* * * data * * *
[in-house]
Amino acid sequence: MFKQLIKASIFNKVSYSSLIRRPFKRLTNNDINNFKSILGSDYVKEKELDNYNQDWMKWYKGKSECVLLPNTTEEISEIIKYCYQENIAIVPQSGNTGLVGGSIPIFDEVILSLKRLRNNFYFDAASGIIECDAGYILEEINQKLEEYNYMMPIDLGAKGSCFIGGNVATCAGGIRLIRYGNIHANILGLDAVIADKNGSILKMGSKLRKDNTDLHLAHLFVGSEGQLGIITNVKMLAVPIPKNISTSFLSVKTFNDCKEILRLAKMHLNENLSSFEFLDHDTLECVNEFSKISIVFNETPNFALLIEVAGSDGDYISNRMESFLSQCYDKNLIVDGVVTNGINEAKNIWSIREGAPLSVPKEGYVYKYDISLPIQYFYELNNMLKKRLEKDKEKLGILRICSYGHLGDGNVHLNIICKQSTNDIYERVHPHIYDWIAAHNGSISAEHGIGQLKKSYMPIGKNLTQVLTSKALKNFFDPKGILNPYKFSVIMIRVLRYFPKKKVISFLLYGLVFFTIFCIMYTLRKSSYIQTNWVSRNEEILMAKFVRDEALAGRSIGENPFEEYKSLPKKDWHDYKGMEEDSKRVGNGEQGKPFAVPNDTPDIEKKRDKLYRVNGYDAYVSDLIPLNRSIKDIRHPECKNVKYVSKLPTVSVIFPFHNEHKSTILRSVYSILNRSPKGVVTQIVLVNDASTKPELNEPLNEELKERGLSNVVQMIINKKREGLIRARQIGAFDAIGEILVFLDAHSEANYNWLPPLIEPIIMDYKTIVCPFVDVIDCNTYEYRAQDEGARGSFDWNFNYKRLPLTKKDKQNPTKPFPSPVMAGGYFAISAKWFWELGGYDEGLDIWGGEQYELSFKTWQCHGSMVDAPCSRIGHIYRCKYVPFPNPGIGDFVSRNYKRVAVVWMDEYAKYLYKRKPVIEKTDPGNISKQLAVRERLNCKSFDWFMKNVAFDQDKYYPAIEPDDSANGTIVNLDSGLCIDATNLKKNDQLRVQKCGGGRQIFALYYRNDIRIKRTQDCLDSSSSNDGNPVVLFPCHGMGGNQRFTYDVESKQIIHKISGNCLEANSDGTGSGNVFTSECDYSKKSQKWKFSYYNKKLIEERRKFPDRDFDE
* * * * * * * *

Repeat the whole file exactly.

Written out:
[in-house]
Amino acid sequence: MFKQLIKASIFNKVSYSSLIRRPFKRLTNNDINNFKSILGSDYVKEKELDNYNQDWMKWYKGKSECVLLPNTTEEISEIIKYCYQENIAIVPQSGNTGLVGGSIPIFDEVILSLKRLRNNFYFDAASGIIECDAGYILEEINQKLEEYNYMMPIDLGAKGSCFIGGNVATCAGGIRLIRYGNIHANILGLDAVIADKNGSILKMGSKLRKDNTDLHLAHLFVGSEGQLGIITNVKMLAVPIPKNISTSFLSVKTFNDCKEILRLAKMHLNENLSSFEFLDHDTLECVNEFSKISIVFNETPNFALLIEVAGSDGDYISNRMESFLSQCYDKNLIVDGVVTNGINEAKNIWSIREGAPLSVPKEGYVYKYDISLPIQYFYELNNMLKKRLEKDKEKLGILRICSYGHLGDGNVHLNIICKQSTNDIYERVHPHIYDWIAAHNGSISAEHGIGQLKKSYMPIGKNLTQVLTSKALKNFFDPKGILNPYKFSVIMIRVLRYFPKKKVISFLLYGLVFFTIFCIMYTLRKSSYIQTNWVSRNEEILMAKFVRDEALAGRSIGENPFEEYKSLPKKDWHDYKGMEEDSKRVGNGEQGKPFAVPNDTPDIEKKRDKLYRVNGYDAYVSDLIPLNRSIKDIRHPECKNVKYVSKLPTVSVIFPFHNEHKSTILRSVYSILNRSPKGVVTQIVLVNDASTKPELNEPLNEELKERGLSNVVQMIINKKREGLIRARQIGAFDAIGEILVFLDAHSEANYNWLPPLIEPIIMDYKTIVCPFVDVIDCNTYEYRAQDEGARGSFDWNFNYKRLPLTKKDKQNPTKPFPSPVMAGGYFAISAKWFWELGGYDEGLDIWGGEQYELSFKTWQCHGSMVDAPCSRIGHIYRCKYVPFPNPGIGDFVSRNYKRVAVVWMDEYAKYLYKRKPVIEKTDPGNISKQLAVRERLNCKSFDWFMKNVAFDQDKYYPAIEPDDSANGTIVNLDSGLCIDATNLKKNDQLRVQKCGGGRQIFALYYRNDIRIKRTQDCLDSSSSNDGNPVVLFPCHGMGGNQRFTYDVESKQIIHKISGNCLEANSDGTGSGNVFTSECDYSKKSQKWKFSYYNKKLIEERRKFPDRDFDE